Dr. James Mease: A Candidate for the ANA Hall of Fame

One of the most important figures in American numismatics is James Mease, M.D., of Philadelphia. In the early 19th century he was the first to publish important studies on the subject. Although he is known to and has been discussed in print by such modern scholars as David F. Fanning, Eric P. Newman, and Joel Orosz, he is unknown to perhaps 99% of numismatists active today. A few years ago I proposed Mease as a candidate for the American Numismatic Association Hall of Fame, but with no result as it seems that others submitting nominations had never heard of him.

David F. Fanning in this Spring 2004 Price List II gave this synopsis of Mease:

“James Mease, M.D. (1771-1846) was a polymath who published on a number of different subjects, including medicine, geology, and history. He was well known as the editor of the Domestic Encyclopedia (1803-1804) and the Archives of Useful Knowledge (1811-1812). His Picture of Philadelphia (1811) is a foundational work of local history and contains the first useful description of the U.S. Mint operations.”

Mease collected coins, books, autographs, and prints among other specialties. The same can be said for most other important numismatists of the early and mid-19th centuries. Robert Gilmor, Jr., Mendes I. Cohen, and T. Harrison Garrett, among others, collected these as well. That was an era of learning and love of history. Today, most collectors have a narrow focus only on coins, and the art, history, and romance of their background is often overlooked.

In 1811 B. & T. Kite, 20 North Third Street, Philadelphia, published a 376-page book (!) by Mease, The Picture of Philadelphia, Giving and Account of Its Origin, Increase and Improvements in Arts, Sciences, Manufactures, Commerce, and Revenue, with a Compendious View of Its Societies, Literary, Benevolent, & Religious, Its Police—The Public Buildings—The Prison and Penitentiary System—Institutions, Monied and Civil—Museum. Pages 154 to 157 described the Mint, mostly reciting the provisions of the Mint Act of April 2, 1792, with specifications of coinage, but prefaced by the following:

 “Previously to the passage of the law, by the federal government, for regulating the coins of the United States, much perplexity arose from the use of no less than four different currencies or rates, at which one species of coin was reckoned in the different parts of the union. Thus, in New Hampshire, Massachusetts, Maine, Rhode-Island, Connecticut, Vermont, Virginia, and Kentucky, the dollar was reckoned at six shillings; in New York and North Carolina, at eight shillings; in New Jersey, Pennsylvania, and Maryland, at seven shillings and sixpence. In Georgia and South Carolina, at four and eight pence.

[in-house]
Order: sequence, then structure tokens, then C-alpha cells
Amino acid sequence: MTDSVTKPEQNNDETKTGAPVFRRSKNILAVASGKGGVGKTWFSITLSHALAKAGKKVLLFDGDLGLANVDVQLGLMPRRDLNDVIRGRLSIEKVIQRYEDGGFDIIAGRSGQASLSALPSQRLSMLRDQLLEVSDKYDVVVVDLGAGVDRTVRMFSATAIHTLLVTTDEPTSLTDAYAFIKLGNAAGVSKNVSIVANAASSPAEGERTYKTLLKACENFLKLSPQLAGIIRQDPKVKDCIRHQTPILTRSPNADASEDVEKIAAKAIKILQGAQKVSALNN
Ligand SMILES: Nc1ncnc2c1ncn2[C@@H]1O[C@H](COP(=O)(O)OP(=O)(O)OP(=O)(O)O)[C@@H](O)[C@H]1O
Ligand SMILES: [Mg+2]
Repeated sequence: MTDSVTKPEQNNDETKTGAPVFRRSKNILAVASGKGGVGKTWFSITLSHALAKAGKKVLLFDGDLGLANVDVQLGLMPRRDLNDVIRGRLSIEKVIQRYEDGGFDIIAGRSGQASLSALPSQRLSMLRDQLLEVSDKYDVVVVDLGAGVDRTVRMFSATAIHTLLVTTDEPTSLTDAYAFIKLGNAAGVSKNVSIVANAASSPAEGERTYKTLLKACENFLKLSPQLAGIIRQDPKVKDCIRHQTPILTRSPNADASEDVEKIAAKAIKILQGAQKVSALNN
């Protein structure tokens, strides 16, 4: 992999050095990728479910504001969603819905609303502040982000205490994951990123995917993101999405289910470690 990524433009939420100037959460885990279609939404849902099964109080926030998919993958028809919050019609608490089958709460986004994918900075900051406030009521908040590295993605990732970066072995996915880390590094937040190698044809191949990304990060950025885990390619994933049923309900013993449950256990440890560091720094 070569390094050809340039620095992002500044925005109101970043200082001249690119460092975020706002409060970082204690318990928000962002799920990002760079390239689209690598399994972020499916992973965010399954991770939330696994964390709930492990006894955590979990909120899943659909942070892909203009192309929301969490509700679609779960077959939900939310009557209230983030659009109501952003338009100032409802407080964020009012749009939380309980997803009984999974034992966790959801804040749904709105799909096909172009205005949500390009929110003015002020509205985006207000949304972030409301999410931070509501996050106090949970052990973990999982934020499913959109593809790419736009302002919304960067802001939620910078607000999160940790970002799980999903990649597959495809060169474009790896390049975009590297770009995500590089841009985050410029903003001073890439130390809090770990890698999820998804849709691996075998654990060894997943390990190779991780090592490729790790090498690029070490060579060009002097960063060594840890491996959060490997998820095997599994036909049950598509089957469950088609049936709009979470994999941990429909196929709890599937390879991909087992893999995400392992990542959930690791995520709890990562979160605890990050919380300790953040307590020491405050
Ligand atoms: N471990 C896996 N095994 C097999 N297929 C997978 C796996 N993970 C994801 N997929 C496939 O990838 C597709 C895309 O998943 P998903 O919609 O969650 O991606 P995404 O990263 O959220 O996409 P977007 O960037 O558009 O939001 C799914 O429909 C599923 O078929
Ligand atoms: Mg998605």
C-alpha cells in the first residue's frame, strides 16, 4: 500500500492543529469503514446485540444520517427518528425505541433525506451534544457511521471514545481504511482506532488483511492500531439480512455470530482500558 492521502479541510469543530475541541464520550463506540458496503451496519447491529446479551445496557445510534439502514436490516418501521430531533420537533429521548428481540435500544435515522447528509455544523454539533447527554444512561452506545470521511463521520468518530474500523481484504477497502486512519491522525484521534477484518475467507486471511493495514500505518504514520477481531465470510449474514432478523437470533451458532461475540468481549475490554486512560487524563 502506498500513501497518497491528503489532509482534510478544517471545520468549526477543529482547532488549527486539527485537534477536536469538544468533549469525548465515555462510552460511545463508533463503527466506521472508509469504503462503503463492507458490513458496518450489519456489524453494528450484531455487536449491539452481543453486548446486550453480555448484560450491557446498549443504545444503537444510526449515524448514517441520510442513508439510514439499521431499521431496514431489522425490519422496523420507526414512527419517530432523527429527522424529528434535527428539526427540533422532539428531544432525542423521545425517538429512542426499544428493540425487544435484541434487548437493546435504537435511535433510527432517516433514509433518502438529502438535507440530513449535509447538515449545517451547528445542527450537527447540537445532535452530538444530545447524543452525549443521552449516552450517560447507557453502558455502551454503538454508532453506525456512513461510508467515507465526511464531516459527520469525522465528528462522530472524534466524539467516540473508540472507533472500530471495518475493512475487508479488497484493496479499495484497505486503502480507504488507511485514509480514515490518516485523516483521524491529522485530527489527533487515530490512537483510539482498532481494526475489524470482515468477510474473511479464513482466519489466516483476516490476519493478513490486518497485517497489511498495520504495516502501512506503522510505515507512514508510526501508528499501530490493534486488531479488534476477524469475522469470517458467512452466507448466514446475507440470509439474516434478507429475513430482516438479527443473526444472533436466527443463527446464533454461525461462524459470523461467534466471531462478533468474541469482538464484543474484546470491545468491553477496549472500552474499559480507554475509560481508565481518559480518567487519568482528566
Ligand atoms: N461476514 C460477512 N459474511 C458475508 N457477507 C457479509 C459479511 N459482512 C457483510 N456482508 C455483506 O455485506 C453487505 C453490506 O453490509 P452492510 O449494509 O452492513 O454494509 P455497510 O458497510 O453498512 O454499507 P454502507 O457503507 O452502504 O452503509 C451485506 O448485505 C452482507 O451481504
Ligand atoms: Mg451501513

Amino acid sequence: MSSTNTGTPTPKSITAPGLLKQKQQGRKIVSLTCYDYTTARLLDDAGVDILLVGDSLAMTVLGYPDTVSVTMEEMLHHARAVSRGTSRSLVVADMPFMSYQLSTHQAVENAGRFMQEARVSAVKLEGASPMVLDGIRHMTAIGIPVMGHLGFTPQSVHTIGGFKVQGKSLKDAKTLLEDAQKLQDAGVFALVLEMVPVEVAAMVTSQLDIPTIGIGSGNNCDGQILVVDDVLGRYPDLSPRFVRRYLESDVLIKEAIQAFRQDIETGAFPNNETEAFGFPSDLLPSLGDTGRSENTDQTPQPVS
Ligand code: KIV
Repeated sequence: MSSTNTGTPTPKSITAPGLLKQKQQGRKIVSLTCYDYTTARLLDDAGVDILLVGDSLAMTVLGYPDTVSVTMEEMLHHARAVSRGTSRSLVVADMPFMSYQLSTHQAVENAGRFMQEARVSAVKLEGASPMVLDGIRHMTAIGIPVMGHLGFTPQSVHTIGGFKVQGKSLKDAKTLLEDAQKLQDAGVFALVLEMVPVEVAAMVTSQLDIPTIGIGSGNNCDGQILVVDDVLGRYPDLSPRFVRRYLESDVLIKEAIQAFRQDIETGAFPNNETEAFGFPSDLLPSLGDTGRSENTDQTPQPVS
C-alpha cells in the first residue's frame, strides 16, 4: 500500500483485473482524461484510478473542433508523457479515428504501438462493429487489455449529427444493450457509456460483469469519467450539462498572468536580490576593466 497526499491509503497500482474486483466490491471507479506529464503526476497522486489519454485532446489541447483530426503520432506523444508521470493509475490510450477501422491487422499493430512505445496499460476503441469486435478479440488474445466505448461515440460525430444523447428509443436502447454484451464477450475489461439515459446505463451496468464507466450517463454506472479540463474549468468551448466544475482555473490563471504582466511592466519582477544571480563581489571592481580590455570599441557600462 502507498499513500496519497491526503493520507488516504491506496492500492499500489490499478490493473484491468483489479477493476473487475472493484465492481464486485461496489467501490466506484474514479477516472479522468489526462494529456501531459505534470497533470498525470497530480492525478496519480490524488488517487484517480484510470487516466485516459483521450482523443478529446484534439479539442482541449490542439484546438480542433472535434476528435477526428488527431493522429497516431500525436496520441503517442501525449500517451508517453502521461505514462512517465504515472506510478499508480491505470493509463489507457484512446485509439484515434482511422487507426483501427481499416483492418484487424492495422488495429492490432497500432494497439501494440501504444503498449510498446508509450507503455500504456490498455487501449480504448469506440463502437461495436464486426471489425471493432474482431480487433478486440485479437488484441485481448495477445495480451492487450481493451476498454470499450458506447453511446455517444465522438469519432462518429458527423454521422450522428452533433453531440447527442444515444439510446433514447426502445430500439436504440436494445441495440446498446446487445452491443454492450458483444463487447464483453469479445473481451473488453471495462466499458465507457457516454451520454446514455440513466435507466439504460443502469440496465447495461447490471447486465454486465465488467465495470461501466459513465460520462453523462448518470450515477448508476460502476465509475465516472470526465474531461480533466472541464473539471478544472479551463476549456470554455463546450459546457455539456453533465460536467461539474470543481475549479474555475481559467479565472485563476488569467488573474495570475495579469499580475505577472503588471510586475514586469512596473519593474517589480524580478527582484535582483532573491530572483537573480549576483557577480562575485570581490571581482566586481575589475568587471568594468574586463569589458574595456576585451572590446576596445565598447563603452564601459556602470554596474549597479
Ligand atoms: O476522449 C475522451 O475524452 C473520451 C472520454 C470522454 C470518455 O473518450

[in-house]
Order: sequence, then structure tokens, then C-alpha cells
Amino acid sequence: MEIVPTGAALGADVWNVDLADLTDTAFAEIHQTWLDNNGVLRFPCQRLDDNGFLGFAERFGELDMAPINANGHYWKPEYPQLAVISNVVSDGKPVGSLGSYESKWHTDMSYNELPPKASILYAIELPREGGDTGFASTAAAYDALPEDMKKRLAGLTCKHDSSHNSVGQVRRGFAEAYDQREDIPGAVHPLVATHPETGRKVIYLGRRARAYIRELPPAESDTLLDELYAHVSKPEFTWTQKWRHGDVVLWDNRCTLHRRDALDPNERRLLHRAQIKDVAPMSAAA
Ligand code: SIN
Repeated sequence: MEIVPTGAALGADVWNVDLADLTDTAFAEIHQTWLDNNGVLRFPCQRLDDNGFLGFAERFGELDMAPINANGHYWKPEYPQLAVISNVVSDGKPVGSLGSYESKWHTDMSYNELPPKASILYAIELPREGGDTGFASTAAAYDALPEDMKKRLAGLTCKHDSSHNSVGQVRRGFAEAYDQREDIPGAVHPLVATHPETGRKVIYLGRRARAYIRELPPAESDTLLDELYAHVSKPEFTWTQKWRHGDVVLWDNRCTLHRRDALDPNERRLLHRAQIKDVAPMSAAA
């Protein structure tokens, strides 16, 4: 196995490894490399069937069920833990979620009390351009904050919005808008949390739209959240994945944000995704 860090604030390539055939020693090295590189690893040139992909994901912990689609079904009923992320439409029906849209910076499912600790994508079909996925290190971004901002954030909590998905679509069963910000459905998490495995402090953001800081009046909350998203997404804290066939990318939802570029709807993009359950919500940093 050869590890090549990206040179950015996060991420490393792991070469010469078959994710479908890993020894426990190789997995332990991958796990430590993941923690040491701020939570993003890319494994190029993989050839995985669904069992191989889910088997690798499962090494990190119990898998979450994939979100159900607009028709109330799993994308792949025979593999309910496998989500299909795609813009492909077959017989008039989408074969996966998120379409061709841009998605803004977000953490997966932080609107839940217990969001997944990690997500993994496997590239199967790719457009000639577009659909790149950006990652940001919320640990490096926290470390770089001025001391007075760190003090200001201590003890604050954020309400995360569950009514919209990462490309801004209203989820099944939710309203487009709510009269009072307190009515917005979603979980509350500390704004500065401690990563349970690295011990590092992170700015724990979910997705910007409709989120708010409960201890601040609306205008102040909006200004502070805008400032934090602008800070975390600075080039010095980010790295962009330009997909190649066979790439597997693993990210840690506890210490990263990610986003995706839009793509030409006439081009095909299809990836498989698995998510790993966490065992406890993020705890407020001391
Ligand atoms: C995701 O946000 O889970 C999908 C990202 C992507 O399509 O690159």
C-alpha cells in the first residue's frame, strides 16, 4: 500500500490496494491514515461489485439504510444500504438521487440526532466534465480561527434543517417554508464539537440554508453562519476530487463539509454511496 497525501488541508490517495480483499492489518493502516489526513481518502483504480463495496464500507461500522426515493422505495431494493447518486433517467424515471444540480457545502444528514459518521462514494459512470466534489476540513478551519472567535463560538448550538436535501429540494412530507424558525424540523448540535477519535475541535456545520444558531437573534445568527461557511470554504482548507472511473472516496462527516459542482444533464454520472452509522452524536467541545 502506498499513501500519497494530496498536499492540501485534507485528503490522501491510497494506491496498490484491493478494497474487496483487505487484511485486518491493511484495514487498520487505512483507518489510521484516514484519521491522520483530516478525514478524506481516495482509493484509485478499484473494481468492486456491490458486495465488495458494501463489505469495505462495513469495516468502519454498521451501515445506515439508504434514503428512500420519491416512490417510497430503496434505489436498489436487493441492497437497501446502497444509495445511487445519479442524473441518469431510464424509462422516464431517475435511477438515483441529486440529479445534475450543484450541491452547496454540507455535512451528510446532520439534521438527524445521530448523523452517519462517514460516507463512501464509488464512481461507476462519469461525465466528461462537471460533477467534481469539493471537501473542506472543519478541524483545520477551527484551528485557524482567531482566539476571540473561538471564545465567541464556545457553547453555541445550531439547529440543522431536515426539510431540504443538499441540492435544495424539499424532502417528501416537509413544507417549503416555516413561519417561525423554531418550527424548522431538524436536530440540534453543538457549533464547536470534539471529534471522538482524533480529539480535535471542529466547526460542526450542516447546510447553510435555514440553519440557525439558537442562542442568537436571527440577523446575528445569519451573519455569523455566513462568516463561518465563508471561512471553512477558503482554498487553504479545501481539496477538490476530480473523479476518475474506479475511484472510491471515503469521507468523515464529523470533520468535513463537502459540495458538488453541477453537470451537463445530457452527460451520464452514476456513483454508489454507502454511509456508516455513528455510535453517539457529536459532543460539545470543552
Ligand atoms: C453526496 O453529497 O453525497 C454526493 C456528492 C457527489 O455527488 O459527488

“This subject had engaged the attention of the Congress of the old Confederation, and the present system of the coins, is formed upon the principles laid down in their resolve of 1786: by which the denominations of money of account, were required to be dollars, (the dollar being the unit) dismes or tenths, cents or hundredths, and mills or thousandths of a dollar. Nothing can be more simple or convenient than this decimal subdivision, and the terms are proper because they express the proportions which they are intended to designate. The dollar was wisely chosen, as it corresponded with the Spanish coin, with which we had been long familiar.

“In the year 1792, a law was passed by the general government for establishing a mint, and for regulating the coins of the United States: by this law, the following coins were to be struck…”

After the specifications of various coins this was given:

 “At the first establishment of the Mint, great difficulties and embarrassments were experienced from a variety of causes; but time has overcome them all, and it is understood, that in some respects the process of striking is more complete than in most other countries, England excepted.

“The mode of hardening the dies is peculiar to the Mint, and is the discovery of the present assistant coiner, Mr. [Adam] Eckfeldt. The beauty of the coin of the United States is not inferior to that of any country in the world. There is a sharpness and cleanness of cut, not perceptible in those of either France or Spain.

“The annual expense of the Mint establishment amounts to about 20,000 dollars. On the second Monday in February, the commissioner of loans, the district judge, and attorney general, are required, by law, to attend at the Mint, for the purpose of having the coins assayed, which have been reserved, in order to ascertain whether the coins issued from the Mint, during the past year, are equal to the standard fixed by law. [This was known as the Assay Commission.]

 Since the establishment of the Mint, there have been coined, of: Gold, to the amount of $82,763,597.50; Silver, $4,370,846.50; Copper, $214,977.21

“Total value of coinage to 1809, $88,349,421 21 which the sum of $3,712,488 has been issued during the last four years…

“The present officers are, Director, Robert Patterson. Treasurer, Benjamin Rush. Chief coiner, Henry Voight. Melter and refiner, Joseph Cloud. Assayer, Joseph Richardson. Engraver, Robert Scott [Scot].”

Not mentioned as he was not an officer was John Reich, assistant engraver who today is memorialized in the name of the John Reich Collectors Society, a group specializing in early silver coins, especially the Capped Bust design created by Reich.

Some highly important documents relating to James Mease, M.D., have been consigned to our auction to be held this autumn with the Whitman Coins & Collectibles Expo in Baltimore. Announcements will be forthcoming.


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